A number of UK airlines have begun to outline restart dates for itineraries, sparking summer holiday hopes for many Britons. easyJet, Ryanair, Jet2 and British Airways have all suggested making some form of return to the skies by July.
However, with air travel comes a number of hidden costs – particularly when it comes to budget airlines.
While many things about air travel will be very different now, from the use of face masks to the lack of food service onboard, some things will stay the time.
This likely includes the additional fees for hand and hold luggage implemented by many airlines.
Flight operators often set out varying weight and size restrictions for baggage, and customers found to be in excess of this could face a surprise fee at the check-in desk.
Fees with Ryanair, for example, can be as high as £40 for passengers who are asked to check their hold luggage at the airport.
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This is why Myles Quee, CEO of SendMyBag, says that the way you pack is absolutely crucial.
No stranger to the art of packing, Myles shared some of his best tips for saving space and weight with Express.co.uk.
“Question each item and why you’re taking it,” he advised.
“If it’s not essential, then consider more carefully whether you need to include it in your luggage.
“To help you pack, check the weather, plan your activities in advance, and always remember there will often be washing facilities available abroad so you can clean your clothes in the worst-case scenario.”
If you are heading off to a colder climate and need to take a winter jacket or heavier clothing, Myles suggests layering items.
“Wear larger, heavier items as you board the plane to increase the weight and size restrictions in your cabin or hold luggage,” he continues.
“For example, wear socks and trainers on board the plane and store smaller and more lightweight footwear in your luggage. Bulky jumpers can also be used to keep you warm during the flight too, which can often be cold.”
If you’re jetting off somewhere warmer, something as simple as the fabric material is made of can be the difference between headache-worthy costs and a fee-free flight.
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“Consider the different fabrics of the clothing you’re taking and factor in its quality, thickness, weight, and textures,” he said.
“Try and whittle your selection down where possible to clothing that is durable, light, and isn’t bulky. Synthetic materials are often better than cotton because they’re lighter, smaller and they dry faster.”
Myles also suggests thinking outside of the box when it comes to deciding what you require on holiday.
“Choose versatile, and low-maintenance clothing to help you pack light,” he said.
“A sarong, for example, can be used for several purposes including providing shade in the heat and warmth when it’s cold, and beyond clothing, it can have other uses including as a tablecloth for a picnic or as a changing room on the beach.”
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Similarly, fashionistas should think about their vacation outfits before they even leave the house.
“Think carefully about the different colours of clothing you’re taking,” suggests Myles.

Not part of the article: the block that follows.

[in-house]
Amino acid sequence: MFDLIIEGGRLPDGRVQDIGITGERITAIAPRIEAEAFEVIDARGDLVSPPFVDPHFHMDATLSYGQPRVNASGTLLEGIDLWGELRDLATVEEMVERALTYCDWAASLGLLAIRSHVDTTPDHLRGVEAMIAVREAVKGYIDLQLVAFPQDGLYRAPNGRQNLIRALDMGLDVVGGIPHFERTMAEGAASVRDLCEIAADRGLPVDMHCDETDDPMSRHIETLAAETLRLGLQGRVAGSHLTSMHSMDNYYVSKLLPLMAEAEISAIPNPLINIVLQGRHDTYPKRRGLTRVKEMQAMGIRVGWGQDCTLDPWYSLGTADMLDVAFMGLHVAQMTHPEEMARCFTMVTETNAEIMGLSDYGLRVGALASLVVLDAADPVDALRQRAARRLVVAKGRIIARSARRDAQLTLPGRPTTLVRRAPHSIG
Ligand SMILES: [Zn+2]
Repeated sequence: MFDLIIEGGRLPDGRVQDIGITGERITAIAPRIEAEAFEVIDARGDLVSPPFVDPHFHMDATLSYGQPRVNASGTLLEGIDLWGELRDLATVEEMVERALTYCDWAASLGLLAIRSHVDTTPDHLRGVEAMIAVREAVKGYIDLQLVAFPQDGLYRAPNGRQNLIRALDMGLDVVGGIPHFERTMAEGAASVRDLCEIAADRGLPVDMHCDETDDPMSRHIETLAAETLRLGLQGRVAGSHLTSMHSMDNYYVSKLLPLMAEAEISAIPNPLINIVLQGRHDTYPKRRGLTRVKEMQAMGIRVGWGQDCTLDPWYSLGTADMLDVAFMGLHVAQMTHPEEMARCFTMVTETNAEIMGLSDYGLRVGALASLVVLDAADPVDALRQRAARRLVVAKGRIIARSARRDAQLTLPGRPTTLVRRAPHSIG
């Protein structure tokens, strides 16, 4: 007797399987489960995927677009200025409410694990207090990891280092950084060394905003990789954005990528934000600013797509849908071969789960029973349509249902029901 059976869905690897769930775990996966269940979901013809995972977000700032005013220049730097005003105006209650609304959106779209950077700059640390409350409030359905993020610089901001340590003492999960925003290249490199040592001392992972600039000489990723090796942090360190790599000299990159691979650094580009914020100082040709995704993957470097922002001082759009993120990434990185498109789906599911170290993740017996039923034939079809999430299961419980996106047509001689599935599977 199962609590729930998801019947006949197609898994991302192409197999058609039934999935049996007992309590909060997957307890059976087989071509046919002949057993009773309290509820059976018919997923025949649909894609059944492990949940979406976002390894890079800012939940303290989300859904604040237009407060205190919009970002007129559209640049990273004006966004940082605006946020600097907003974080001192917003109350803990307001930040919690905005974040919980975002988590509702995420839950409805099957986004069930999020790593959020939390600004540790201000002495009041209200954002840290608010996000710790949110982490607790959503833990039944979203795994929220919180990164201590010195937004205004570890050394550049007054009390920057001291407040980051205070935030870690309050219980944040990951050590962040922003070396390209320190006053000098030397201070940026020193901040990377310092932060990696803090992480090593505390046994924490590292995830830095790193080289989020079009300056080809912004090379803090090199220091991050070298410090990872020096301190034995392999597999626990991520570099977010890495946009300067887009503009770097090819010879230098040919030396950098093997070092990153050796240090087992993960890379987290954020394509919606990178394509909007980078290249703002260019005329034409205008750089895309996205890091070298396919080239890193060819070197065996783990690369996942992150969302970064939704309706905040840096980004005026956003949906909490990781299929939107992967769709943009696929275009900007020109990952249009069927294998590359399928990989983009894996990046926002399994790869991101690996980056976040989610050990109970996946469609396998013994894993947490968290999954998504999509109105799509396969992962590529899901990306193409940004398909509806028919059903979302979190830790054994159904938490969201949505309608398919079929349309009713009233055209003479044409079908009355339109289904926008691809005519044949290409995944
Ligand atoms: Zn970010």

“Options which could work with a number of other colours will help to reduce the number of clothes you need to bring and will increase the variety of outfits you can put together.
“Put in the extra 10 minutes of outfit planning, and it’ll prove worthwhile.”
Of course, the method you choose to employ when packing is also key to saving space.
“Rolling clothes rather than folding them can help you to increase the space available in your luggage,” he recommends.
“Similarly, smaller items such as socks and underwear can be tucked inside larger ones such as shoes.”
Myles adds: “Consider how you can save space in your luggage by potentially buying items such as toiletries while you’re abroad.”
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These space-saving tips become even more vital for hand luggage now, as travellers may be packing some extra items they would not have thought to take in a pre-coronavirus world.
Holidaymakers will likely want to be armed with a bottle of hand sanitiser for when they can’t access soap and water quickly.
“In airports, there are potential hazards of passing the infection by handling or touching surfaces that have come into contact with someone carrying the virus – it can live on plastic and steel surfaces for up to 72 hours,” says Myles.
“Passengers need to be extra vigilant and well-armed with hand sanitiser to ensure their hands are washed regularly and thoroughly. Provided the bottle is below 100ml, it can also be boarded on the plane in your hand luggage.”
Airlines including Ryanair and easyJet are now both asking passengers to wear a face mask, and having an extra spare is a good idea.
easyJet has also recently announced it will be removing its meal service when flights resume mid-June, which means extra space for snacks and drinks may be needed in your luggage.
Myles also offers a tip for holidaymakers arriving in their destination during these uncertain times.
“In case you are quarantined on arrival, it’s always worth bringing some spare clothes in your hand luggage to prepare you for all occasions,” he suggests.
Though summer travel is still up in the air, with the Foreign and Commonwealth Office (FCO) continuing to advise Britons against all non-essential travel for an “indefinite” period of time, many tourist favourites such as Spain say Britons will be welcomed back.